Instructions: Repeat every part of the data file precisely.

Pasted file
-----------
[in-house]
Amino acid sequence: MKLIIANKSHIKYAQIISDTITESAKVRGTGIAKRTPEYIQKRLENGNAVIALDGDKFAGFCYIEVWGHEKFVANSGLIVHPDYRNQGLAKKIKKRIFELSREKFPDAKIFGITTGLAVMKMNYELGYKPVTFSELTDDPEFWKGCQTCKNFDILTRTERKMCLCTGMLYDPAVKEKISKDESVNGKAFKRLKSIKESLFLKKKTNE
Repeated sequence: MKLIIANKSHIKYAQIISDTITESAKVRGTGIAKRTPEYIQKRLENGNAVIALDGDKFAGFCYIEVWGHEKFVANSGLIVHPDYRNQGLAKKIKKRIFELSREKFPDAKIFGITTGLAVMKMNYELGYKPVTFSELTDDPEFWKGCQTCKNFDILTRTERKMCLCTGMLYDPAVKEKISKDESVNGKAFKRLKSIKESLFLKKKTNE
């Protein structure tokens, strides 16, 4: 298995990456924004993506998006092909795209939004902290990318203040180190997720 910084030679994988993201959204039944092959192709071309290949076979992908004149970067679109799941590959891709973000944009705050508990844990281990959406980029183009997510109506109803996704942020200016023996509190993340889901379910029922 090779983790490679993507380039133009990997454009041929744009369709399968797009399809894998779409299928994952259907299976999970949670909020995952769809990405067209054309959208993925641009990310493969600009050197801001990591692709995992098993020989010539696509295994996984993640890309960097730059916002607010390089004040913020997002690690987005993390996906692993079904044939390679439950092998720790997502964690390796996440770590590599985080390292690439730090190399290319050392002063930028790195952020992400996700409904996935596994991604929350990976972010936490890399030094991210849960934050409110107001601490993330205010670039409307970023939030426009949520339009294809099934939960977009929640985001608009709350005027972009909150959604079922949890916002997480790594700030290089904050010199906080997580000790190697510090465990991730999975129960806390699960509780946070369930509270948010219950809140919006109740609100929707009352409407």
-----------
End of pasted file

[in-house]
Amino acid sequence: MKLIIANKSHIKYAQIISDTITESAKVRGTGIAKRTPEYIQKRLENGNAVIALDGDKFAGFCYIEVWGHEKFVANSGLIVHPDYRNQGLAKKIKKRIFELSREKFPDAKIFGITTGLAVMKMNYELGYKPVTFSELTDDPEFWKGCQTCKNFDILTRTERKMCLCTGMLYDPAVKEKISKDESVNGKAFKRLKSIKESLFLKKKTNE
Repeated sequence: MKLIIANKSHIKYAQIISDTITESAKVRGTGIAKRTPEYIQKRLENGNAVIALDGDKFAGFCYIEVWGHEKFVANSGLIVHPDYRNQGLAKKIKKRIFELSREKFPDAKIFGITTGLAVMKMNYELGYKPVTFSELTDDPEFWKGCQTCKNFDILTRTERKMCLCTGMLYDPAVKEKISKDESVNGKAFKRLKSIKESLFLKKKTNE
């Protein structure tokens, strides 16, 4: 298995990456924004993506998006092909795209939004902290990318203040180190997720 910084030679994988993201959204039944092959192709071309290949076979992908004149970067679109799941590959891709973000944009705050508990844990281990959406980029183009997510109506109803996704942020200016023996509190993340889901379910029922 090779983790490679993507380039133009990997454009041929744009369709399968797009399809894998779409299928994952259907299976999970949670909020995952769809990405067209054309959208993925641009990310493969600009050197801001990591692709995992098993020989010539696509295994996984993640890309960097730059916002607010390089004040913020997002690690987005993390996906692993079904044939390679439950092998720790997502964690390796996440770590590599985080390292690439730090190399290319050392002063930028790195952020992400996700409904996935596994991604929350990976972010936490890399030094991210849960934050409110107001601490993330205010670039409307970023939030426009949520339009294809099934939960977009929640985001608009709350005027972009909150959604079922949890916002997480790594700030290089904050010199906080997580000790190697510090465990991730999975129960806390699960509780946070369930509270948010219950809140919006109740609100929707009352409407």